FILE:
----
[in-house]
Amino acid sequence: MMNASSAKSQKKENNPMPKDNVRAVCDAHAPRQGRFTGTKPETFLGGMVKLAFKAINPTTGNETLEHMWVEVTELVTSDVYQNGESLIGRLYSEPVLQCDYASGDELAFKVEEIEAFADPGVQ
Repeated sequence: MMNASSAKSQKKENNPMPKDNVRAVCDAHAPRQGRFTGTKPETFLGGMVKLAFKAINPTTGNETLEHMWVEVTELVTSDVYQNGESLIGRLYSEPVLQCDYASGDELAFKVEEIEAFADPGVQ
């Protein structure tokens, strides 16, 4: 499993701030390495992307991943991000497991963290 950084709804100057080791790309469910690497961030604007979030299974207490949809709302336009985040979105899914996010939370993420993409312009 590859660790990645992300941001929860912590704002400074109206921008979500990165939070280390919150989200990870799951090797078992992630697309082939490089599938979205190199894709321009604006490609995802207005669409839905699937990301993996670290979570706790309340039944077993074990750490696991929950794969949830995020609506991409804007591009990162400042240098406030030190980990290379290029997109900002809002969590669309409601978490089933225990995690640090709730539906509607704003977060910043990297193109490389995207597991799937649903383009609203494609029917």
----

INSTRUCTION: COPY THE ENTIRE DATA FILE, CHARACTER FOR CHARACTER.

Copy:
[in-house]
Amino acid sequence: MMNASSAKSQKKENNPMPKDNVRAVCDAHAPRQGRFTGTKPETFLGGMVKLAFKAINPTTGNETLEHMWVEVTELVTSDVYQNGESLIGRLYSEPVLQCDYASGDELAFKVEEIEAFADPGVQ
Repeated sequence: MMNASSAKSQKKENNPMPKDNVRAVCDAHAPRQGRFTGTKPETFLGGMVKLAFKAINPTTGNETLEHMWVEVTELVTSDVYQNGESLIGRLYSEPVLQCDYASGDELAFKVEEIEAFADPGVQ
């Protein structure tokens, strides 16, 4: 499993701030390495992307991943991000497991963290 950084709804100057080791790309469910690497961030604007979030299974207490949809709302336009985040979105899914996010939370993420993409312009 590859660790990645992300941001929860912590704002400074109206921008979500990165939070280390919150989200990870799951090797078992992630697309082939490089599938979205190199894709321009604006490609995802207005669409839905699937990301993996670290979570706790309340039944077993074990750490696991929950794969949830995020609506991409804007591009990162400042240098406030030190980990290379290029997109900002809002969590669309409601978490089933225990995690640090709730539906509607704003977060910043990297193109490389995207597991799937649903383009609203494609029917």